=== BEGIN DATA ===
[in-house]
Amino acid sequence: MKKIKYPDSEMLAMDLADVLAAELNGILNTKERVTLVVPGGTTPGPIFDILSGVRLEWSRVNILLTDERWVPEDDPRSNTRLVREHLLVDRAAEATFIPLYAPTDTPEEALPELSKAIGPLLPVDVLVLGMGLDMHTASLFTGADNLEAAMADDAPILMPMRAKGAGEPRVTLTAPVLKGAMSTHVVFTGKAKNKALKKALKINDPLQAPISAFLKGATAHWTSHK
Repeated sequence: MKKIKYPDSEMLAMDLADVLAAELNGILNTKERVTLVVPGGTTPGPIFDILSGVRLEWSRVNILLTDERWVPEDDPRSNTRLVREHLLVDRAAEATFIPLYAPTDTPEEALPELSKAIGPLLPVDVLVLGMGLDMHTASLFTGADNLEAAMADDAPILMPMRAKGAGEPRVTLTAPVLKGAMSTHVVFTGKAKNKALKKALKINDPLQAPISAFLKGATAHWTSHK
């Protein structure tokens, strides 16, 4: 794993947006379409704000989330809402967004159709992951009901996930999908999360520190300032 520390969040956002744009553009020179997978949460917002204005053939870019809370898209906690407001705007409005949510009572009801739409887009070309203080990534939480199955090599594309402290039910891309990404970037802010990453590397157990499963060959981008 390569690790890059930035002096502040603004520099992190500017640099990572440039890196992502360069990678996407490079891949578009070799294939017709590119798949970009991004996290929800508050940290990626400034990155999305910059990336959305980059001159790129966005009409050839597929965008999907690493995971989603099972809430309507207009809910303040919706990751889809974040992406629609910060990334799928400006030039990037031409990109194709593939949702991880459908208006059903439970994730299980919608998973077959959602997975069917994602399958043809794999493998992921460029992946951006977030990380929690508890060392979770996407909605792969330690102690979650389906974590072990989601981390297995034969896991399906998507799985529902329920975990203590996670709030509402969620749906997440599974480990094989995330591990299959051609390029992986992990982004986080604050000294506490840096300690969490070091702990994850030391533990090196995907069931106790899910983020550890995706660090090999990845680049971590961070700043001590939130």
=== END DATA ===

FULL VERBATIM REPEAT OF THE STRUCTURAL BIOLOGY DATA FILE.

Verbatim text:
[in-house]
Amino acid sequence: MKKIKYPDSEMLAMDLADVLAAELNGILNTKERVTLVVPGGTTPGPIFDILSGVRLEWSRVNILLTDERWVPEDDPRSNTRLVREHLLVDRAAEATFIPLYAPTDTPEEALPELSKAIGPLLPVDVLVLGMGLDMHTASLFTGADNLEAAMADDAPILMPMRAKGAGEPRVTLTAPVLKGAMSTHVVFTGKAKNKALKKALKINDPLQAPISAFLKGATAHWTSHK
Repeated sequence: MKKIKYPDSEMLAMDLADVLAAELNGILNTKERVTLVVPGGTTPGPIFDILSGVRLEWSRVNILLTDERWVPEDDPRSNTRLVREHLLVDRAAEATFIPLYAPTDTPEEALPELSKAIGPLLPVDVLVLGMGLDMHTASLFTGADNLEAAMADDAPILMPMRAKGAGEPRVTLTAPVLKGAMSTHVVFTGKAKNKALKKALKINDPLQAPISAFLKGATAHWTSHK
């Protein structure tokens, strides 16, 4: 794993947006379409704000989330809402967004159709992951009901996930999908999360520190300032 520390969040956002744009553009020179997978949460917002204005053939870019809370898209906690407001705007409005949510009572009801739409887009070309203080990534939480199955090599594309402290039910891309990404970037802010990453590397157990499963060959981008 390569690790890059930035002096502040603004520099992190500017640099990572440039890196992502360069990678996407490079891949578009070799294939017709590119798949970009991004996290929800508050940290990626400034990155999305910059990336959305980059001159790129966005009409050839597929965008999907690493995971989603099972809430309507207009809910303040919706990751889809974040992406629609910060990334799928400006030039990037031409990109194709593939949702991880459908208006059903439970994730299980919608998973077959959602997975069917994602399958043809794999493998992921460029992946951006977030990380929690508890060392979770996407909605792969330690102690979650389906974590072990989601981390297995034969896991399906998507799985529902329920975990203590996670709030509402969620749906997440599974480990094989995330591990299959051609390029992986992990982004986080604050000294506490840096300690969490070091702990994850030391533990090196995907069931106790899910983020550890995706660090090999990845680049971590961070700043001590939130």